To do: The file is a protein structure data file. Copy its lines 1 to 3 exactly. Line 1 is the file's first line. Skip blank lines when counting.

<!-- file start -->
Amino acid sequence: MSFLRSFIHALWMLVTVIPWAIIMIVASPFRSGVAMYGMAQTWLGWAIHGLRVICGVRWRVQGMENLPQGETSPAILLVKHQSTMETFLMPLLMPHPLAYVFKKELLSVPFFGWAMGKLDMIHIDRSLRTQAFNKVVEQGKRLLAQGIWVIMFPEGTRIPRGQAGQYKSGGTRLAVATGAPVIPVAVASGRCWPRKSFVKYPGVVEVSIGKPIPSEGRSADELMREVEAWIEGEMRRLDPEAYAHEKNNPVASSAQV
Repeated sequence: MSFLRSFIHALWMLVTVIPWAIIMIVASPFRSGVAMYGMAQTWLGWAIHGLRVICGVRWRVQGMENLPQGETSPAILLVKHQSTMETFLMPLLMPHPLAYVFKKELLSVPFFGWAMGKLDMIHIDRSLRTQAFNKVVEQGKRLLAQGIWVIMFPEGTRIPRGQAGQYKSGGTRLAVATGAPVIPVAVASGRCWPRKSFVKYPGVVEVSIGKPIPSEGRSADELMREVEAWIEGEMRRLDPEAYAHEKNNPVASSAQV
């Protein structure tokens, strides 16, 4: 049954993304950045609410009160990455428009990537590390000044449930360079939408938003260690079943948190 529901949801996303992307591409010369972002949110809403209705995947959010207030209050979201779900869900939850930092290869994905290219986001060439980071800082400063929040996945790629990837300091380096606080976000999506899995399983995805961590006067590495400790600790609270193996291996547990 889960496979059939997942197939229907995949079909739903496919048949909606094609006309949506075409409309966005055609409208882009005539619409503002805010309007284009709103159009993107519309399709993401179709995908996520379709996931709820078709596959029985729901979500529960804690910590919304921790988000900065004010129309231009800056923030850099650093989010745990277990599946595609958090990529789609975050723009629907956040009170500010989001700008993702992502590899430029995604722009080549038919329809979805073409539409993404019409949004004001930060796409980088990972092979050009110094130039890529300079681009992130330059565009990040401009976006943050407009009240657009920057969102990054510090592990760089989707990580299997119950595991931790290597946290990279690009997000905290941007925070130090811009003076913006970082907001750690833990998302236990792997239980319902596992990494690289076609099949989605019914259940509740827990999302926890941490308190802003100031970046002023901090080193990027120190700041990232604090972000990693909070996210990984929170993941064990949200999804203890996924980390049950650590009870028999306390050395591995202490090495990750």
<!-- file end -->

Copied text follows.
Amino acid sequence: MSFLRSFIHALWMLVTVIPWAIIMIVASPFRSGVAMYGMAQTWLGWAIHGLRVICGVRWRVQGMENLPQGETSPAILLVKHQSTMETFLMPLLMPHPLAYVFKKELLSVPFFGWAMGKLDMIHIDRSLRTQAFNKVVEQGKRLLAQGIWVIMFPEGTRIPRGQAGQYKSGGTRLAVATGAPVIPVAVASGRCWPRKSFVKYPGVVEVSIGKPIPSEGRSADELMREVEAWIEGEMRRLDPEAYAHEKNNPVASSAQV
Repeated sequence: MSFLRSFIHALWMLVTVIPWAIIMIVASPFRSGVAMYGMAQTWLGWAIHGLRVICGVRWRVQGMENLPQGETSPAILLVKHQSTMETFLMPLLMPHPLAYVFKKELLSVPFFGWAMGKLDMIHIDRSLRTQAFNKVVEQGKRLLAQGIWVIMFPEGTRIPRGQAGQYKSGGTRLAVATGAPVIPVAVASGRCWPRKSFVKYPGVVEVSIGKPIPSEGRSADELMREVEAWIEGEMRRLDPEAYAHEKNNPVASSAQV
């Protein structure tokens, strides 16, 4: 049954993304950045609410009160990455428009990537590390000044449930360079939408938003260690079943948190 529901949801996303992307591409010369972002949110809403209705995947959010207030209050979201779900869900939850930092290869994905290219986001060439980071800082400063929040996945790629990837300091380096606080976000999506899995399983995805961590006067590495400790600790609270193996291996547990 889960496979059939997942197939229907995949079909739903496919048949909606094609006309949506075409409309966005055609409208882009005539619409503002805010309007284009709103159009993107519309399709993401179709995908996520379709996931709820078709596959029985729901979500529960804690910590919304921790988000900065004010129309231009800056923030850099650093989010745990277990599946595609958090990529789609975050723009629907956040009170500010989001700008993702992502590899430029995604722009080549038919329809979805073409539409993404019409949004004001930060796409980088990972092979050009110094130039890529300079681009992130330059565009990040401009976006943050407009009240657009920057969102990054510090592990760089989707990580299997119950595991931790290597946290990279690009997000905290941007925070130090811009003076913006970082907001750690833990998302236990792997239980319902596992990494690289076609099949989605019914259940509740827990999302926890941490308190802003100031970046002023901090080193990027120190700041990232604090972000990693909070996210990984929170993941064990949200999804203890996924980390049950650590009870028999306390050395591995202490090495990750």